Through these actions over the past 40 years, FHI 360 has transformed from an organization focused on family planning research into one at the forefront of developing solutions that lead to more effective policies, programs and technologies in the area of sexual and reproductive health.
We continue to look for new ways to more effectively confront critical health and development issues. We have expanded our reproductive, maternal, newborn and child health domains to prepare for the post-2015 development agenda. We have added nutrition, sanitation, education, environment and economic development to our organizational capabilities. We have returned to our contraceptive technology roots to develop, evaluate and introduce innovative mid- to long-acting contraceptives, including implants and longer-acting injectables.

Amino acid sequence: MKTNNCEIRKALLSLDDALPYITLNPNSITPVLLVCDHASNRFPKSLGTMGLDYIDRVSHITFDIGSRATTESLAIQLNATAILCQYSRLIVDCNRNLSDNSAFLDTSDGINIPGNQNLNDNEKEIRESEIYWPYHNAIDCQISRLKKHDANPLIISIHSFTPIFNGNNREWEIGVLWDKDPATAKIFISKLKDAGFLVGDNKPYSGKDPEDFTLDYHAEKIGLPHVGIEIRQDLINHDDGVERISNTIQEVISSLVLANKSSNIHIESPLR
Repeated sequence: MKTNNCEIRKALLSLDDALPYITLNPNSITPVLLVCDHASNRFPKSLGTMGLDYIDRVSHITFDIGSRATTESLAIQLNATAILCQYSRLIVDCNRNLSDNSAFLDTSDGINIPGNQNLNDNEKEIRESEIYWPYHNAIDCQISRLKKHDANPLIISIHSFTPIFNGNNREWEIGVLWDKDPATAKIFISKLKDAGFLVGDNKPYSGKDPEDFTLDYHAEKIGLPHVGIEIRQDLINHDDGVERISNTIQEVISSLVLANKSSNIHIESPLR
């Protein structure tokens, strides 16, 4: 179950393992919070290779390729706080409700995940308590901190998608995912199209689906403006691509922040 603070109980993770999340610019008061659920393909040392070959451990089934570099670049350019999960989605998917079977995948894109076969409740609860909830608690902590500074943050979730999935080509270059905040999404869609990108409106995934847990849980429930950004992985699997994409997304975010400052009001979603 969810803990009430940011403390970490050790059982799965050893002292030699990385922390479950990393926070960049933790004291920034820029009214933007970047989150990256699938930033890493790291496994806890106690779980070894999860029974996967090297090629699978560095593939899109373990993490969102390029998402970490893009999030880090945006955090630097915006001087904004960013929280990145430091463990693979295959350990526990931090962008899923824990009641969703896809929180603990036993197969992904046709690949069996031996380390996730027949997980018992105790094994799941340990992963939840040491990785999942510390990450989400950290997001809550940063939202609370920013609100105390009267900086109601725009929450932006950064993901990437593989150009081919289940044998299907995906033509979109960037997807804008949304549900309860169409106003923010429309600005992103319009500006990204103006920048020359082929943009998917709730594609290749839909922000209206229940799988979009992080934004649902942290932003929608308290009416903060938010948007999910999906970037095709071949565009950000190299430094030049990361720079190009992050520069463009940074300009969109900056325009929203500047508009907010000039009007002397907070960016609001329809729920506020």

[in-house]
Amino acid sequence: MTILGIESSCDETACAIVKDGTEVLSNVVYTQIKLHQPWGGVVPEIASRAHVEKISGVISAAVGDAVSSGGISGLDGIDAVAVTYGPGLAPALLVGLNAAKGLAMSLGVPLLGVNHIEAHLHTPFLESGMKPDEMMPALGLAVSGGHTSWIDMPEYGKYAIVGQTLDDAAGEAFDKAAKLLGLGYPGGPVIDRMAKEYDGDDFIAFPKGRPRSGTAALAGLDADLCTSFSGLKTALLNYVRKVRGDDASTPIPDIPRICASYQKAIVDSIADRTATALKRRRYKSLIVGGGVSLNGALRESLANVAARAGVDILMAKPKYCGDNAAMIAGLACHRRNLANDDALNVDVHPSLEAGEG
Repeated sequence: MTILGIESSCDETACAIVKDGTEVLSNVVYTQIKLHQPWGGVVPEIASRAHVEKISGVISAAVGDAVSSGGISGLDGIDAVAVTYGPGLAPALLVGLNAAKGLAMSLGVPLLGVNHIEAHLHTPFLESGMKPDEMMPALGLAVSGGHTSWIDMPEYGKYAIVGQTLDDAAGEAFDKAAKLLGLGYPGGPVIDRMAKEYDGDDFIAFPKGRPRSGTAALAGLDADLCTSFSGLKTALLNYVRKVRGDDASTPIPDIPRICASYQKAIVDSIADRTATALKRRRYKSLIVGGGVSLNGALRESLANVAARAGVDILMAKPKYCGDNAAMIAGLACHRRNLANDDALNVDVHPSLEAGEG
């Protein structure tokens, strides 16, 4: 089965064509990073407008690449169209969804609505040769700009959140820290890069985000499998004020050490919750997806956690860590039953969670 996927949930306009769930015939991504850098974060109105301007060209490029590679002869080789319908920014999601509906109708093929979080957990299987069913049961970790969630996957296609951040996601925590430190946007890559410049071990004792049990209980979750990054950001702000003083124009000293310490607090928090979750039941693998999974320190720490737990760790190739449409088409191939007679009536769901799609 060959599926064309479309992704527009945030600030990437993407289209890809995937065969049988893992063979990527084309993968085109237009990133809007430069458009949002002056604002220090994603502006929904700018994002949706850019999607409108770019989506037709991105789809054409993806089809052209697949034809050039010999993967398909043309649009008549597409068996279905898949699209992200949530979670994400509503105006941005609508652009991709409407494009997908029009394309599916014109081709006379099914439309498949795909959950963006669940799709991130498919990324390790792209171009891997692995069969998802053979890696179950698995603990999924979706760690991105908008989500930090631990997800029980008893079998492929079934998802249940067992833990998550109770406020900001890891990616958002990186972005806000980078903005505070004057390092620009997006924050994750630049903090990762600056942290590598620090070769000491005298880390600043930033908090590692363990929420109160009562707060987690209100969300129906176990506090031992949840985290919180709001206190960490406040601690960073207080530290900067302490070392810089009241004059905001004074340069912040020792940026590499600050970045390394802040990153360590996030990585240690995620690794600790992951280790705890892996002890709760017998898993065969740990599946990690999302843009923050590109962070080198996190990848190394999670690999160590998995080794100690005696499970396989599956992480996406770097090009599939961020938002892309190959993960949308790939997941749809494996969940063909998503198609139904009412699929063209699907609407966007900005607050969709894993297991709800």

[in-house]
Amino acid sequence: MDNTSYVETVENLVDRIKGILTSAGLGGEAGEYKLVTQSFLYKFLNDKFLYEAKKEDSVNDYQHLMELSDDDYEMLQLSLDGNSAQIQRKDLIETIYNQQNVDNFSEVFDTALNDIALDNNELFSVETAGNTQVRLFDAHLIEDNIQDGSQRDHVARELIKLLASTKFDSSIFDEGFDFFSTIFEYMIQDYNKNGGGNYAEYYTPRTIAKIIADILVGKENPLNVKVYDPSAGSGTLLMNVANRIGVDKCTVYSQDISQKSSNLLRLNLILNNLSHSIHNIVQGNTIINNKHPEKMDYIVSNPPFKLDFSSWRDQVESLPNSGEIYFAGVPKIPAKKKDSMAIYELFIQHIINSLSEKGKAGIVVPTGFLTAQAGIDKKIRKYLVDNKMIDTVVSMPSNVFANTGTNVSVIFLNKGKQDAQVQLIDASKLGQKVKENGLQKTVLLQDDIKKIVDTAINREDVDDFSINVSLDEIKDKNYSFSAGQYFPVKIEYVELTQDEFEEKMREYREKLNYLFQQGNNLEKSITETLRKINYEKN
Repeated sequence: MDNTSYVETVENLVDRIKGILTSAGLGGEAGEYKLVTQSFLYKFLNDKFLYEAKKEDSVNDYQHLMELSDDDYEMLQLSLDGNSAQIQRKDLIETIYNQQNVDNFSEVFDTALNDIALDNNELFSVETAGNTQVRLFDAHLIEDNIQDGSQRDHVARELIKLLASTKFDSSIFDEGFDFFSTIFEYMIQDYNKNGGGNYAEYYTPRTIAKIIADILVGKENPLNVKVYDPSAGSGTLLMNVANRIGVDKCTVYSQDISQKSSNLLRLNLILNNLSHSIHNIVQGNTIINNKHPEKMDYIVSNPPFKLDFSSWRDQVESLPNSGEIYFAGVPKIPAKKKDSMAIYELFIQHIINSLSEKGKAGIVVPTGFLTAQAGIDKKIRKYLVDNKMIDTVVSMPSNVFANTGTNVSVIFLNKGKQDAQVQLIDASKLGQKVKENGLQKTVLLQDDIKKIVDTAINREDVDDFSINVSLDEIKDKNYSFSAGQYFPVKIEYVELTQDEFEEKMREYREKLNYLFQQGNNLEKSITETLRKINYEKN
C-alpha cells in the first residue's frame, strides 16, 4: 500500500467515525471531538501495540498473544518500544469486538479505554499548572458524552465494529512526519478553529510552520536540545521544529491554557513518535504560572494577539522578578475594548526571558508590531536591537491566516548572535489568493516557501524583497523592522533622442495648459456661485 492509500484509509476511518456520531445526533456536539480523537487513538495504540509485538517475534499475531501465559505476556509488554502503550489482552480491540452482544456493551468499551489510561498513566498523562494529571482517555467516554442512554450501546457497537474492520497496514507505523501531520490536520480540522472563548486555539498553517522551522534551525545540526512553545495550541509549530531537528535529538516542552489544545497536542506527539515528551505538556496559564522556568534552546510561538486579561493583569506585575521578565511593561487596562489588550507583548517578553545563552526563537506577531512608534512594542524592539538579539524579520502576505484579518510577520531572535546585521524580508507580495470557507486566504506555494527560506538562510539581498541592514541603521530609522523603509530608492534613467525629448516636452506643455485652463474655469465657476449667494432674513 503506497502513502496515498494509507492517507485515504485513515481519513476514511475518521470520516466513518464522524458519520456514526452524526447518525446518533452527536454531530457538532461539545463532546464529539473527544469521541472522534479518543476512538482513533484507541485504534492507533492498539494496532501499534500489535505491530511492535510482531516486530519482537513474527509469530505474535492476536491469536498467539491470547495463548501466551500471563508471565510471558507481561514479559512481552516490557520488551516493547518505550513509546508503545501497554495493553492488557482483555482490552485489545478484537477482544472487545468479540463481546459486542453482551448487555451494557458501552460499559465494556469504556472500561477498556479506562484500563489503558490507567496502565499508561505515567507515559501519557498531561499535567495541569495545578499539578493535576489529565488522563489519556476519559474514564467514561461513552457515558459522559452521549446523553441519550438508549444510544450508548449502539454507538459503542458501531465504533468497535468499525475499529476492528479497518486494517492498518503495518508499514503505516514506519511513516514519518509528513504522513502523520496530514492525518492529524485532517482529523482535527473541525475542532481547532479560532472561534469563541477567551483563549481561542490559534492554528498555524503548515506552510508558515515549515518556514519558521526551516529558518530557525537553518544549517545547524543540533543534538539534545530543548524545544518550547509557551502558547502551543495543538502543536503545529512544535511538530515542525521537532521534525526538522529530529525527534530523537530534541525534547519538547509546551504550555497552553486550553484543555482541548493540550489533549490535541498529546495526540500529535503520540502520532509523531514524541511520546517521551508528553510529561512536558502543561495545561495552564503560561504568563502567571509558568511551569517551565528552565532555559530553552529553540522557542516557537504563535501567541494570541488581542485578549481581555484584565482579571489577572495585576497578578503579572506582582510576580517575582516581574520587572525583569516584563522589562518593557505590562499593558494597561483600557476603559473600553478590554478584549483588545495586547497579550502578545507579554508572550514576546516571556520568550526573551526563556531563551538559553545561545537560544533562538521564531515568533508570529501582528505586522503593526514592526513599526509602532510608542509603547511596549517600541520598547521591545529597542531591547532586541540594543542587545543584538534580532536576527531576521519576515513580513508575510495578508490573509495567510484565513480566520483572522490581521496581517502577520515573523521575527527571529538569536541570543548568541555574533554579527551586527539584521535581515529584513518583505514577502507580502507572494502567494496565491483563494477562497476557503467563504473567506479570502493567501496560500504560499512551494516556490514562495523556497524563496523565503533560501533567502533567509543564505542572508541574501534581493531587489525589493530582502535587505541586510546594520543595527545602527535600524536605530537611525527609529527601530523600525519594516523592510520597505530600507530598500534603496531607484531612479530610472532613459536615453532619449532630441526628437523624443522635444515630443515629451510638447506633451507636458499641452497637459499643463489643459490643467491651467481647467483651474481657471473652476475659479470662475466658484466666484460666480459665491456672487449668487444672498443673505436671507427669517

We have identified several futuristic ideas for possible development, including:
- Promoting the possible synergies between family planning and menstrual hygiene management, including amenorrhea as a noncontraceptive benefit of certain family planning methods
- Increasing the political will for family planning by promoting the demographic dividend and family planning as a tool for economic growth
- Studying the acceptability of using unmanned aerial devices for commodity delivery in hard-to-reach locations
While FHI 360’s approach to family planning has undergone a dynamic evolution since 1971, we are excited about what lies ahead. FHI 360’s future contributions to new contraceptive technologies and more efficient family planning services will help support the recognized right to voluntary family planning. This longstanding goal is now more important to global development than ever.